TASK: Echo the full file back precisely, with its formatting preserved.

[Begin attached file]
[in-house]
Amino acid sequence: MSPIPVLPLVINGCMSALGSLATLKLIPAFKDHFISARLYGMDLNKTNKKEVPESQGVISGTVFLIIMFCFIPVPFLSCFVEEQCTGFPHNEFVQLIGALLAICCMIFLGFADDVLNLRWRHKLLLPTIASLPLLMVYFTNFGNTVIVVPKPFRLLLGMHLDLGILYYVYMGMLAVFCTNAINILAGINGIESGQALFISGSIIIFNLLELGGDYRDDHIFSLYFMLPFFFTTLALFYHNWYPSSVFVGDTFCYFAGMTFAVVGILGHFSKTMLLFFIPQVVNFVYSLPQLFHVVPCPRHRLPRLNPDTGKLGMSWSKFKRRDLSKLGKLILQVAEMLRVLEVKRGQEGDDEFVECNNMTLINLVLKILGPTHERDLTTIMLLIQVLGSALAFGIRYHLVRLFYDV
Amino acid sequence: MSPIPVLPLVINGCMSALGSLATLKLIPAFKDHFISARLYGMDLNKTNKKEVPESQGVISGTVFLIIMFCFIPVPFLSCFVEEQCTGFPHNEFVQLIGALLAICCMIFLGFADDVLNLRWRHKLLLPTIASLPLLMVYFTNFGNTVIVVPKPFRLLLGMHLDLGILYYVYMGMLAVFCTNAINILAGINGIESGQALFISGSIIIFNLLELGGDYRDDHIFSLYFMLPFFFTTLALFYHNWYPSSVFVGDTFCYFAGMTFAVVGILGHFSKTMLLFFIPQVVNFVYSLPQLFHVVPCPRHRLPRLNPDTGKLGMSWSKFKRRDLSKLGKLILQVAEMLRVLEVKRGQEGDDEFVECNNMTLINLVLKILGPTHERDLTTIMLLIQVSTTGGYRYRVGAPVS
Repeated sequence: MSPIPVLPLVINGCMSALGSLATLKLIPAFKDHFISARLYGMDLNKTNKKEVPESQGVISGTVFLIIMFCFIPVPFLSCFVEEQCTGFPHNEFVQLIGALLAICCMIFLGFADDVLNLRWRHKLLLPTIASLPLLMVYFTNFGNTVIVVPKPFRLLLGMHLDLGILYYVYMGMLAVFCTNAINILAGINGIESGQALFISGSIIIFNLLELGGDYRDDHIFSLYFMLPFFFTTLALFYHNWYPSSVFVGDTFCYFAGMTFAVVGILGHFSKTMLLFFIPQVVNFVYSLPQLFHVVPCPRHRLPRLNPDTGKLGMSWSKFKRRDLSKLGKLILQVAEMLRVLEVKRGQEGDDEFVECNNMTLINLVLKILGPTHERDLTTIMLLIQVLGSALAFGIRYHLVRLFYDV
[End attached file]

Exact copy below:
[in-house]
Amino acid sequence: MSPIPVLPLVINGCMSALGSLATLKLIPAFKDHFISARLYGMDLNKTNKKEVPESQGVISGTVFLIIMFCFIPVPFLSCFVEEQCTGFPHNEFVQLIGALLAICCMIFLGFADDVLNLRWRHKLLLPTIASLPLLMVYFTNFGNTVIVVPKPFRLLLGMHLDLGILYYVYMGMLAVFCTNAINILAGINGIESGQALFISGSIIIFNLLELGGDYRDDHIFSLYFMLPFFFTTLALFYHNWYPSSVFVGDTFCYFAGMTFAVVGILGHFSKTMLLFFIPQVVNFVYSLPQLFHVVPCPRHRLPRLNPDTGKLGMSWSKFKRRDLSKLGKLILQVAEMLRVLEVKRGQEGDDEFVECNNMTLINLVLKILGPTHERDLTTIMLLIQVLGSALAFGIRYHLVRLFYDV
Amino acid sequence: MSPIPVLPLVINGCMSALGSLATLKLIPAFKDHFISARLYGMDLNKTNKKEVPESQGVISGTVFLIIMFCFIPVPFLSCFVEEQCTGFPHNEFVQLIGALLAICCMIFLGFADDVLNLRWRHKLLLPTIASLPLLMVYFTNFGNTVIVVPKPFRLLLGMHLDLGILYYVYMGMLAVFCTNAINILAGINGIESGQALFISGSIIIFNLLELGGDYRDDHIFSLYFMLPFFFTTLALFYHNWYPSSVFVGDTFCYFAGMTFAVVGILGHFSKTMLLFFIPQVVNFVYSLPQLFHVVPCPRHRLPRLNPDTGKLGMSWSKFKRRDLSKLGKLILQVAEMLRVLEVKRGQEGDDEFVECNNMTLINLVLKILGPTHERDLTTIMLLIQVSTTGGYRYRVGAPVS
Repeated sequence: MSPIPVLPLVINGCMSALGSLATLKLIPAFKDHFISARLYGMDLNKTNKKEVPESQGVISGTVFLIIMFCFIPVPFLSCFVEEQCTGFPHNEFVQLIGALLAICCMIFLGFADDVLNLRWRHKLLLPTIASLPLLMVYFTNFGNTVIVVPKPFRLLLGMHLDLGILYYVYMGMLAVFCTNAINILAGINGIESGQALFISGSIIIFNLLELGGDYRDDHIFSLYFMLPFFFTTLALFYHNWYPSSVFVGDTFCYFAGMTFAVVGILGHFSKTMLLFFIPQVVNFVYSLPQLFHVVPCPRHRLPRLNPDTGKLGMSWSKFKRRDLSKLGKLILQVAEMLRVLEVKRGQEGDDEFVECNNMTLINLVLKILGPTHERDLTTIMLLIQVLGSALAFGIRYHLVRLFYDV